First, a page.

Wind vs. Nuclear Energy in the UK: A Question of Scale
- Mar 21, 2013 2:00 pm GMT
- 1093 views
Occasionally the Google search referrals I get for this blog give me ideas for a post, and today I got a rather topical one. The UK government has just given planning approval for the first new nuclear power plant in almost 20 years, and evidently someone wanted to know the following:
How many windfarms are needed to generate the same amount of power as Hinkley point nuclear plants?
According to the BBC this nuclear power plant will take up 170 hectares of land. For those who don’t understand hectares (and that includes me) this is 1.7 square kilometres, and from the air will look something like this:
So, how big would a wind farm need to be to provide as much electricity as Hinkley C? The plans are to have two 1.6 GW reactors on site. These will likely have capacity factors somewhere between 80 and 90%. So, the average power output from the plant should be at least 2.6 GW. Let’s use the London Array offshore wind farm as a starting basis to see how big a wind farm would need to be to match it. The London Array is a 630 MW wind farm, covering an area of 100 square kilometres just off the English Coast. If we assumed a capacity of 35% (I have not seen projections for its capacity factor, but it is not likely to differ too much from this) then its average output will be just over 0.2 GW. So, if we wanted to scale this up to provide as much power as Hinkley C then we would need a wind farm covering about 1,200 square kilometres, which is just a bit less than the area of Greater London.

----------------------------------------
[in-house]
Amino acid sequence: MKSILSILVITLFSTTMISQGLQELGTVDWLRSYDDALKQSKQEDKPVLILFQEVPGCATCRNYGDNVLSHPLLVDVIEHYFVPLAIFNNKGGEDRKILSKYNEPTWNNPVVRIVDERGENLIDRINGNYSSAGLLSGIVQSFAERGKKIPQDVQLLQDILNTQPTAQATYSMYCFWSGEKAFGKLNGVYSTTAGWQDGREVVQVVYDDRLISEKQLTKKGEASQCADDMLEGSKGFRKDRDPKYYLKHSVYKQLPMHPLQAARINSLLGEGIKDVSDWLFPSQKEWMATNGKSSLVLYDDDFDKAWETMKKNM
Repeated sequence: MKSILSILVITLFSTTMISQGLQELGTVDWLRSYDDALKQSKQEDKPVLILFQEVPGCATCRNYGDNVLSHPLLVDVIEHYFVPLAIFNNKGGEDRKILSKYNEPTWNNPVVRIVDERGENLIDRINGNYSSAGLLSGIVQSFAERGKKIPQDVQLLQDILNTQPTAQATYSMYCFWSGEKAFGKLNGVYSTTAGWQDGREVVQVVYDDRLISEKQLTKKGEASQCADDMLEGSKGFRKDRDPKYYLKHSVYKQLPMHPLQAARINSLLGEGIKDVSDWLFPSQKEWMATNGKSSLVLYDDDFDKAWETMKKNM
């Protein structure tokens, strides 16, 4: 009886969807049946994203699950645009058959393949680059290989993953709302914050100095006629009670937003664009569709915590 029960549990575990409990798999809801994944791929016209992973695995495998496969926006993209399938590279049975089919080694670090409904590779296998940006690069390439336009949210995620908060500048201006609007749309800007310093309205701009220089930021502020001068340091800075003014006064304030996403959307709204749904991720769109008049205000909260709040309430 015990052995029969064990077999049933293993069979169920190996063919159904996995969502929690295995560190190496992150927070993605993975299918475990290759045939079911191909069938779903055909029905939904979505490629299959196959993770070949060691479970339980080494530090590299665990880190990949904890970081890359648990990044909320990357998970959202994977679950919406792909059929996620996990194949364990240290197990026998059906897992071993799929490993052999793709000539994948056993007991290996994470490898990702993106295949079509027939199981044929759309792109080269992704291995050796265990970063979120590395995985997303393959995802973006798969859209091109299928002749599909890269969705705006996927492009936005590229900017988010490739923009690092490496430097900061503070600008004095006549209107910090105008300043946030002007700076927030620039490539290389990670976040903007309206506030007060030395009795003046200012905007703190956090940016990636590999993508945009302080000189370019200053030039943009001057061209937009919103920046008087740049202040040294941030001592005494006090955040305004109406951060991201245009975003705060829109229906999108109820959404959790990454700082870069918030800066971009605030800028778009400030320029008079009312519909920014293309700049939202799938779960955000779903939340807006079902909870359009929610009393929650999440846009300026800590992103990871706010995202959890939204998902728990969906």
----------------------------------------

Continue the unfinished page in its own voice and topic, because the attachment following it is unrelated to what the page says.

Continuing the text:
This of course does not mean that nuclear power is better than offshore wind. There are a range of other considerations. But it is a nice demonstration that large scale renewables will require a lot of land, or sea.